Tech

Snap, Twitter Show Where the Party Is

Social media made a splash on Thursday as its second-quarter earnings kicked off.

Both Twitter Inc. and Snap , Inc. reported better-than-expected quarters, beating Wall Street’s estimates on both their top and bottom lines. Twitter’s sales growth shows it might be gaining more traction incrementally, at least among advertisers, but Snap’s record usage and revenue growth show its Snapchat platform remains the life of the party. Taken together, the reports shed a positive light on what investors can expect next week from Facebook and Pinterest , which are set to report earnings on Wednesday and Thursday, respectively.

Twitter said monetizable daily active users—a measure of its users who can view ads—grew 11% year on year. That’s down from an average of more than 25% growth over the previous six quarters, according to FactSet. But it also said its revenue grew 74% versus the same period last year, with U.S. advertising revenue nearly doubling. Snap, meanwhile, said both revenue and daily active users grew in the quarter at their highest annual rates in the last four years. Snap’s shares soared 13%, while Twitter’s rose 5%, in after hours trading on Thursday following the reports. With both companies providing a solid third-quarter outlook, choosy investors must now decide whether to take a chance on comeback kid Twitter or more-consistent Snap.

For its part, Twitter offered a lot of encouraging commentary. The company said it anticipates growing its revenue faster than expenses this year, even while it is now forecasting expenses will increase more than 30% in 2021 versus last year, up from previous guidance of more than 25%. It says it aims to benefit from the return of live sports, including the Tokyo Olympics over the next few weeks, as well as baseball and American football.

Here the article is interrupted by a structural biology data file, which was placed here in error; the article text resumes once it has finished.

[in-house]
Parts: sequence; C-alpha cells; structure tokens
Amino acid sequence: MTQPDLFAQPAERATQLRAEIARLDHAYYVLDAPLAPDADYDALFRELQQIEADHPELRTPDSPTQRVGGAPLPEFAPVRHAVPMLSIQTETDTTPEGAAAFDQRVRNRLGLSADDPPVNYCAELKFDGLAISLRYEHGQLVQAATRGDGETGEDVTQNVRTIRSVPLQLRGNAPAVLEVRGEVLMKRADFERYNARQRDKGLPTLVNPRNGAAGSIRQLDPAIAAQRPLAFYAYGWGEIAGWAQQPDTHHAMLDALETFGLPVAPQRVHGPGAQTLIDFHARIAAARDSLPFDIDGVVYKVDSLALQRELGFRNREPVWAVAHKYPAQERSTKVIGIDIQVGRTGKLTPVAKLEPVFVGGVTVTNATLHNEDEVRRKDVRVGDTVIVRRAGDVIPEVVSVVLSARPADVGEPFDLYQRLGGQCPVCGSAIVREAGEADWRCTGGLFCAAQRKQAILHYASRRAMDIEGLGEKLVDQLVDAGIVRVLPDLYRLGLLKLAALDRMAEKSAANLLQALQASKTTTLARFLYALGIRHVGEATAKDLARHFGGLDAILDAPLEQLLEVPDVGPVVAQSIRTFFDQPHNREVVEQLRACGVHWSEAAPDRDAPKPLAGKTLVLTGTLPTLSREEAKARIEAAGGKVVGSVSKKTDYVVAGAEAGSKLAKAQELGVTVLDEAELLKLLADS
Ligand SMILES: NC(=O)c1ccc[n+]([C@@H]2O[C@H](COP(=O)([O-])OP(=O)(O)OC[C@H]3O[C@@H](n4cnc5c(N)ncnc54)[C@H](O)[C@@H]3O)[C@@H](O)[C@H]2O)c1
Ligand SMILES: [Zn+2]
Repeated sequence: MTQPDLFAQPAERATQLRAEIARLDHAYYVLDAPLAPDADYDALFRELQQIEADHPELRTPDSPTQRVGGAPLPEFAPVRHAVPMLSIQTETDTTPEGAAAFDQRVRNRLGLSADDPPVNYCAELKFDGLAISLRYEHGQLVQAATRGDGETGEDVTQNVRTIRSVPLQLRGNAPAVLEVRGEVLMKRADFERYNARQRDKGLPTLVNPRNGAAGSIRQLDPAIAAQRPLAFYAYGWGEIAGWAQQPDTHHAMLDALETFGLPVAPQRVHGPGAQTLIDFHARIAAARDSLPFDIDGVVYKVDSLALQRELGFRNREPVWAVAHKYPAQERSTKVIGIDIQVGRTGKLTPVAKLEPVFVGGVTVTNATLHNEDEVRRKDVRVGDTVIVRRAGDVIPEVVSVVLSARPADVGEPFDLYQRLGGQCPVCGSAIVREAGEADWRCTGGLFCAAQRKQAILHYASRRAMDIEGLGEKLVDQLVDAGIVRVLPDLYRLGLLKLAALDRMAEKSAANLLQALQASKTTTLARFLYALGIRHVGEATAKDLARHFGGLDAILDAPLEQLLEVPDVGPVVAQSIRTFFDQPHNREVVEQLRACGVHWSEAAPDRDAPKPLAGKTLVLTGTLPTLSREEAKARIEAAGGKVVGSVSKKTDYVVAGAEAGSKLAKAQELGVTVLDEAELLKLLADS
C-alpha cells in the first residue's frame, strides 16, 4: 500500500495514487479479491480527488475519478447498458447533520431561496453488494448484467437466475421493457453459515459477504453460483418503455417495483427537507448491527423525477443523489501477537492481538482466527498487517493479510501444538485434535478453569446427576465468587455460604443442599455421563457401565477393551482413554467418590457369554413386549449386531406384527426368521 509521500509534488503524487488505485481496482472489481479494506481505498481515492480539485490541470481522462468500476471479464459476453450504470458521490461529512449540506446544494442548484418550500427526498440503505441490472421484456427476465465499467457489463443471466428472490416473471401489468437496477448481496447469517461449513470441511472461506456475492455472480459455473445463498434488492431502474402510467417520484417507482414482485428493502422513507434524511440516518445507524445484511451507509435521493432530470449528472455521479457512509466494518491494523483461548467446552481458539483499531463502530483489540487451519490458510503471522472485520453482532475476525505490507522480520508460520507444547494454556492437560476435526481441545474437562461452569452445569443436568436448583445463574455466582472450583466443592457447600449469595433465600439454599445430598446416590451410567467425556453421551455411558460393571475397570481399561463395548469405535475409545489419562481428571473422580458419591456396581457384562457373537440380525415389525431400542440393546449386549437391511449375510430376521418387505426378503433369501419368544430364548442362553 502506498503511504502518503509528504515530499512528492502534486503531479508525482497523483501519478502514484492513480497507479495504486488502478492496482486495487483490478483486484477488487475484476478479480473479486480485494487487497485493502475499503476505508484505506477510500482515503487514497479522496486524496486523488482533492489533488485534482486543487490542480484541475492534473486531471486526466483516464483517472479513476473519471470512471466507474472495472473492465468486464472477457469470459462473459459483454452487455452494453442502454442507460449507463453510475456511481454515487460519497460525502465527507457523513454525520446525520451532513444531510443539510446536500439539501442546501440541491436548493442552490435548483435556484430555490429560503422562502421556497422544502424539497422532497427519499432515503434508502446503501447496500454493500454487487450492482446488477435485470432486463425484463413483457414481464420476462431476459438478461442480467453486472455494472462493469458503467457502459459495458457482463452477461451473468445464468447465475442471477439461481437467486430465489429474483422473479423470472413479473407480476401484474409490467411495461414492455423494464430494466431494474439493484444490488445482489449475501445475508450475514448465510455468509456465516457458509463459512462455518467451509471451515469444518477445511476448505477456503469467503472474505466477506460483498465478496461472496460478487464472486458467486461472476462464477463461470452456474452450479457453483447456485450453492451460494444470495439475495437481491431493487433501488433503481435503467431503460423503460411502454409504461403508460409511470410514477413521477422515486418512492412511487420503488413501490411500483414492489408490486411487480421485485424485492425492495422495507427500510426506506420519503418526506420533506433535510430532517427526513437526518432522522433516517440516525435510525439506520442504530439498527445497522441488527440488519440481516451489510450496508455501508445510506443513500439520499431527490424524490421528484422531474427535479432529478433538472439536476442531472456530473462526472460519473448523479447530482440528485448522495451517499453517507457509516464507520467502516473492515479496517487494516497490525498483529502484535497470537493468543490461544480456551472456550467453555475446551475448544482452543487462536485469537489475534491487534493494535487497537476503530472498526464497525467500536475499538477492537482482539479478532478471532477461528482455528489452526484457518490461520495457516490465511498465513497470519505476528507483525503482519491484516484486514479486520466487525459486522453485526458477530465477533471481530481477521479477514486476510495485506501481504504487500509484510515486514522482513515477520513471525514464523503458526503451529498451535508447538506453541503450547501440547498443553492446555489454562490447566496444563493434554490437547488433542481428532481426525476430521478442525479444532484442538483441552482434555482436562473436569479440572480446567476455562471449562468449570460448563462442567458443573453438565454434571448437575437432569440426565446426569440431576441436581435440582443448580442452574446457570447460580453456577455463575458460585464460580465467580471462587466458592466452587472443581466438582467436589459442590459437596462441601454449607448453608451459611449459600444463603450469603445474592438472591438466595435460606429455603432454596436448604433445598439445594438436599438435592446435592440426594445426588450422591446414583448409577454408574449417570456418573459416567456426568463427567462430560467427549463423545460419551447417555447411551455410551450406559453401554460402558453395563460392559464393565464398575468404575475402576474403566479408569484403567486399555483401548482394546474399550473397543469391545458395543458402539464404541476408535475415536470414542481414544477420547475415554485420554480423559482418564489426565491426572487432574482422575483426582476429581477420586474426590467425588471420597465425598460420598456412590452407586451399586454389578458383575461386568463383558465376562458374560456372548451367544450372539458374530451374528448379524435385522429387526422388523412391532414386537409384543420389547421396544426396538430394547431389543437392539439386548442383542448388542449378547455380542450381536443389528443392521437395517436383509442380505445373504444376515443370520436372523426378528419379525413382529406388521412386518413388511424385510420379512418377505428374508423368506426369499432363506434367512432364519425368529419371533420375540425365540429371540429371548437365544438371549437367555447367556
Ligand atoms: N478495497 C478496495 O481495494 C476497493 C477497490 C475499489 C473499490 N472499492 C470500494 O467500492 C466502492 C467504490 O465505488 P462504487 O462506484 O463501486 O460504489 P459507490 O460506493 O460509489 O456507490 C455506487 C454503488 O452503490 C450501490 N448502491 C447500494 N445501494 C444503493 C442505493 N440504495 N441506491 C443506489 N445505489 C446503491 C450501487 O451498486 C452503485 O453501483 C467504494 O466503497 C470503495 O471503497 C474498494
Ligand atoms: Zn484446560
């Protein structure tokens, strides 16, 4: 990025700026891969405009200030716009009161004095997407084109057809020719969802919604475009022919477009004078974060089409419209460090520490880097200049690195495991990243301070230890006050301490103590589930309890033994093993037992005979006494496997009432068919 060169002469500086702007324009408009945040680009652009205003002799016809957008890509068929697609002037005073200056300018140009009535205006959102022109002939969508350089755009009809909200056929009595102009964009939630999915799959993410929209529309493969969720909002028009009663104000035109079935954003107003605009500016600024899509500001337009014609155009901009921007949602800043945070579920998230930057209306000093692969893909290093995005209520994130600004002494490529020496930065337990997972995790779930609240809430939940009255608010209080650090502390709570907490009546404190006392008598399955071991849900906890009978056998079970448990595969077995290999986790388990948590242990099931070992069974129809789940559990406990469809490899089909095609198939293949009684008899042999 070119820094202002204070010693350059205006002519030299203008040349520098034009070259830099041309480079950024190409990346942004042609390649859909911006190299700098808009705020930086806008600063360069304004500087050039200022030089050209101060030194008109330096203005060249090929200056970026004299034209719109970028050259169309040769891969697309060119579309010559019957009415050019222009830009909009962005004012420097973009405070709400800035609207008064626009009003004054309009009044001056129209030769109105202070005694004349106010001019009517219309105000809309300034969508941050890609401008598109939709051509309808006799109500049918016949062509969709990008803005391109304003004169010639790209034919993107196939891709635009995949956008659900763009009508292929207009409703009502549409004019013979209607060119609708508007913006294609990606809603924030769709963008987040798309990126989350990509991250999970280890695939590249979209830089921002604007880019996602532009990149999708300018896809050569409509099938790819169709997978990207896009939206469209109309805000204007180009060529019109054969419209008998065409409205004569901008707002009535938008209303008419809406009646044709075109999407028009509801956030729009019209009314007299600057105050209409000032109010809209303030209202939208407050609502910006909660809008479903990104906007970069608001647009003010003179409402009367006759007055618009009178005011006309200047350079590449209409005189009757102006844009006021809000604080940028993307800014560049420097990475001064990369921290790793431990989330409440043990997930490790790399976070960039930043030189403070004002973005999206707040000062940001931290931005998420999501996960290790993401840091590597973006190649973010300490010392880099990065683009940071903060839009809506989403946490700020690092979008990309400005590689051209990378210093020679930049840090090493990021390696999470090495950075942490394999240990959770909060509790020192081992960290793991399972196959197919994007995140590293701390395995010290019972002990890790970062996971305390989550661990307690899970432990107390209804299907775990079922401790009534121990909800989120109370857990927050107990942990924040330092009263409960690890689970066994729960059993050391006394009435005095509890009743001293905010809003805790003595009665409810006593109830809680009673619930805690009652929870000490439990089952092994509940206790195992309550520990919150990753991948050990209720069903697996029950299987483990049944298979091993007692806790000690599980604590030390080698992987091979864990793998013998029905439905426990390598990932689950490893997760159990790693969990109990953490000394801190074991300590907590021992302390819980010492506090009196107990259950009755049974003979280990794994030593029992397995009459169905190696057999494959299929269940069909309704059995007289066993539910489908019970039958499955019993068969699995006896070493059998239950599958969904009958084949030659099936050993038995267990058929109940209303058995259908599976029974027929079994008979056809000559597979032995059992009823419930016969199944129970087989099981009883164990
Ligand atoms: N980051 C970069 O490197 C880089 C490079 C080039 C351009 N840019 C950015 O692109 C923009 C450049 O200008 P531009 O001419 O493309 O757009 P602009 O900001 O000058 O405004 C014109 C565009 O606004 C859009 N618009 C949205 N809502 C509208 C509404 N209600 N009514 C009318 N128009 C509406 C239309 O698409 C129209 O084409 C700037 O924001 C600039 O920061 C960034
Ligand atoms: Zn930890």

Importantly, the fact that the vast majority of Twitter’s ad revenue still comes from brand versus direct response ads will likely keep it somewhat insulated from Apple ’s iOS privacy changes since brand ads rely less on the need to track user activity. Snap said it is seeing higher opt-in rates to Apple’s new operating platform compared with the industry average. That implies it might be able to collect incrementally more third-party data on its users than some of its competitors. But the company, with revenue skewed more toward more vulnerable direct response ads, also said it anticipates the bulk of the effects of Apple’s changes are yet to come. Apple’s new system was introduced later than expected and the adoption cycle is ongoing.

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